Objective: Approximately 20% of patients receiving platinum-based chemotherapy for epithelial ovarian cancer (EOC) are refractory or develop early recurrence. Identifying these patients early could reduce treatment-associated morbidity and allow quicker transfer to more effective therapies. Much attention has focused on ERCC1 as a potential predictor of response to therapy because of its essential role in the repair of platinum-induced DNA damage. The purpose of this study was to accurately measure protein levels of ERCC1 and its essential binding partner XPF from patients with EOC treated with platinum-based therapy and determine if protein levels correlate with mRNA levels, patient genotypes or clinical outcomes. Methods: ERCC1 and XPF mRNA and protein levels were measured in frozen EOC specimens from 41 patients receiving intraperitoneal platinum-based chemotherapy using reverse transcription polymerase chain reaction and western blots. Genotypes of common nucleotide polymorphisms were also analyzed. Patient outcomes included progression free (PFS) and overall survival (OS). Results: Expression of ERCC1 and XPF were tightly correlated with one another at both the mRNA and protein level. However, the mRNA and protein levels of ERCC1 were not positively correlated. Likewise, none of the SNPs analyzed correlated with ERCC1 or XPF protein levels. There was an inverse correlation between mRNA levels and patient outcomes. Conclusion: Neither genotype nor mRNA levels are predictive of protein expression. Despite this, low ERCC1 mRNA significantly correlated with improved PFS and OS.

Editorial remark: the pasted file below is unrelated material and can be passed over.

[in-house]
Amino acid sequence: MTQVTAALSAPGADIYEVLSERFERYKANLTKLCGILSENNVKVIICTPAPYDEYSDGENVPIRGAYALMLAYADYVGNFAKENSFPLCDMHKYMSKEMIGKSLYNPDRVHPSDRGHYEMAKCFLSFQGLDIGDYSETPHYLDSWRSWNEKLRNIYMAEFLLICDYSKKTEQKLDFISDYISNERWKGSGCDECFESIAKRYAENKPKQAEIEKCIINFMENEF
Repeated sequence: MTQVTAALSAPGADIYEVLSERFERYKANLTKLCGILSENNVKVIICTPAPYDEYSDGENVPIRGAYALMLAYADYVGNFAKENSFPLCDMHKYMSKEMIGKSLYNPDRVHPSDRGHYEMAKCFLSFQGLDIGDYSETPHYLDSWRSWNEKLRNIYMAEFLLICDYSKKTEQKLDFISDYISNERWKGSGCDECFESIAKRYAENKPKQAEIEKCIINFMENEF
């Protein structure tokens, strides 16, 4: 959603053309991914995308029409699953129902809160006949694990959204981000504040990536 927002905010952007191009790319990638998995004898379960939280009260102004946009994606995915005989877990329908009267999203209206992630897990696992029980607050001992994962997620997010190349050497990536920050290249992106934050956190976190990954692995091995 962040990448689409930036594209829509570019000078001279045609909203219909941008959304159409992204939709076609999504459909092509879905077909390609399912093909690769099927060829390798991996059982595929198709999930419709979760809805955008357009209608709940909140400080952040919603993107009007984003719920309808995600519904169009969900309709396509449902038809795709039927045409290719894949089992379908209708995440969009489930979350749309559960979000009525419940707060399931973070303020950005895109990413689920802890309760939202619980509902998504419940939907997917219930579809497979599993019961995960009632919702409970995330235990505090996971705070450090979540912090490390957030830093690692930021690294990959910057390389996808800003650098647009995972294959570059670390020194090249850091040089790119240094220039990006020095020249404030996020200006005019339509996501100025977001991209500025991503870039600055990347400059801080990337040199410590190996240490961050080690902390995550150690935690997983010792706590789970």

- DNA repair
- Platinum therapy
- Single nucleotide polymorphism